Intro and Problem: Living where the water smells and feels like pool water, I have been contemplating how to get clean, healthy water on-site. Rainwater droplets form around what ever is in the air. We are miles from, yet still down-wind from manufacturing. In summer the humidity is good enough for our dehumidifier in the basement to pull a gallon per day. Not enough for a family. Our yard, however, at 2-3 ft down, especially near the house, is puddled water even in the dry time of summer, it's still there, even though supposedly none of our roof run-off goes to it. In fact, right now the yard is pooled up above the soil surface. My thoughts are either a spring, an artificial spring, our roof runoff, we are the low spot for the street, or all of the above. Luckily- no house flooding has resulted from this! It slowly leaks to a drain in the driveway and off to join the rest of the droplets in the great poisoned lakes.
Potential Solution: I am thinking of digging a test hole, making sure the water is clean. If it is, I am thinking of digging a 5-6 ft deep hole, and setting it up as a spring. I then want to direct 1/2 the downspout water from my roofs to raised beds that do dry out, and that will then also filter to the "spring". The location of the spring is in the middle of lawn that will remain tall-ish lawn to filter the rain water. I do not use pesticides, only fertilizers, as necessary, and 90% organic or "naturally derived". The dog does do her business in the grass, but I don't think that will be too big of a deal. I plan on sealing the top of the spring with clay and having the pipe protruding at an angle, to avoid direct contamination. By siphon the water should be able to be piped to our basement, and there can be filtered, if necessary, and used as drinking water. I'm not sure there would be enough for bathing too, but if there is, that would be a nice treat. For winter, to avoid pipe freezes, I'm thinking of making a valve that can remove the siphon. I will have to then just live off of what I collected from the summer during the winter and re-create the siphon in spring.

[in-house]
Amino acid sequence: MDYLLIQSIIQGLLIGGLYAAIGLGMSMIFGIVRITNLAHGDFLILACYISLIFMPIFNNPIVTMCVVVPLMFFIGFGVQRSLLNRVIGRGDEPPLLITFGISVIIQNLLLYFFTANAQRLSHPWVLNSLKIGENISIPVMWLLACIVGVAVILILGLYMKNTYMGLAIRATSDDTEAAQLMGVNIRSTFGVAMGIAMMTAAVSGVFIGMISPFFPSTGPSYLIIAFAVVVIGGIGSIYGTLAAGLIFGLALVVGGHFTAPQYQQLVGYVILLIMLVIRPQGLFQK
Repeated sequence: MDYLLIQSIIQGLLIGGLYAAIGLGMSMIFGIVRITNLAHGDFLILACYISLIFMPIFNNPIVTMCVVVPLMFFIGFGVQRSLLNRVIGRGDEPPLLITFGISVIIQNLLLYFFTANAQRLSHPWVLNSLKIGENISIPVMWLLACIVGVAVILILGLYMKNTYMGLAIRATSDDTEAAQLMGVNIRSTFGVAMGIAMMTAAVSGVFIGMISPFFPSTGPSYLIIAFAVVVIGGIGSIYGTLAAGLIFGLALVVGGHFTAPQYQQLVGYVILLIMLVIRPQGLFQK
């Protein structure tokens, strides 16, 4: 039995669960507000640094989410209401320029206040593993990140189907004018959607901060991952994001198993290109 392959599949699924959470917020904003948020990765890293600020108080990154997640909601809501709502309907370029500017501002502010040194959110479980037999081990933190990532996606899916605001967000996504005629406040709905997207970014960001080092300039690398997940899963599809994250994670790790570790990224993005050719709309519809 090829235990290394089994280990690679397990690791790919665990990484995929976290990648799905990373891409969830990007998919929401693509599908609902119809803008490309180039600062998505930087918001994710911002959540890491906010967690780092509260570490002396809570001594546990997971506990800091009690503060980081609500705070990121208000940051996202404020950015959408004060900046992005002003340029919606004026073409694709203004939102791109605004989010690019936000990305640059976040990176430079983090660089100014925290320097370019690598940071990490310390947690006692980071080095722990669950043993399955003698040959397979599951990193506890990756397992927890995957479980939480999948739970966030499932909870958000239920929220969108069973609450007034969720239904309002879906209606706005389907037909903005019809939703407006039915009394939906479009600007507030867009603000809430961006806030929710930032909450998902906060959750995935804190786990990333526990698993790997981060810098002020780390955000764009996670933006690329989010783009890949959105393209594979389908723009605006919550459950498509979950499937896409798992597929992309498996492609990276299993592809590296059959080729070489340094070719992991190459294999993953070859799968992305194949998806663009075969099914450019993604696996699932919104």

This project was one of the last on my huge list, but with the water in the yard over-flowing and the water in the city being disappointing, I'm thinking it should be moved up the list.
Has anyone done this sort of thing before? Any advice on this project?
Something to keep in mind......ground surface water is at very great risk of being contaminated and unsafe for drinking water without the use of reverse osmosis. Personally, I would not use it for human consumption even if boiled, filtered, and UV treated. I'm even more leery because you don't know the source of that water, which could be runoff from adjacent properties. I once lived where there was an impermeable clay layer less than 2 foot below the surface. Rain caused the water to travel under the surface and into my backyard, flooding my place. I discovered that my flooding was subterranean runoff when the county brought in an engineer to analyze the situation and propose a solution. Marker dyes showed exactly where the water originated from. Thus the runoff water had all sorts of contaminants in it from fertilizer, lawn chemicals, animal feces, and waste oil (yes, someone was dumping their old oil). Because of those contaminants, the county fixed the flooding problem.
It's never too late to start! I retired to homestead on the slopes of Mauna Loa, an active volcano. I relate snippets of my endeavor on my blog : www.kaufarmer.blogspot.com
I have to disagree with both of you because water is a cycling resource, so all the water we drink ever has been pee, blood, and probably a thousand other things before being sipped into our mouths. The tap water here is collected from Lake Erie. The lake is where ALL runoff goes, even directly, without soil or plant filtration. This includes streets, manufacturing, possible fracking drainage, agricultural runoff, roof tar, litter, animal feces, etc. etc. The city then analyzes it, cleans it up as necessary to meet drinking water standards, and then sends it back to us in our tap. I might be doing the same thing, but surrounding my inlet would be a 10ft radius of grass. That is followed by a 5ft radius of trees and shrubs. The water around here would not include the list above. It would include rainwater that hit some things, but it would have had at least 15 ft of biofiltration before extraction. I will also be testing it and possibly adding another filter in addition to the bio filter.
If I lived in the mountains, where I could pee on one side of the hill and drink on the other, I could agree with you, but I am point-blank with the water cycle here.
Work smarter, not harder.
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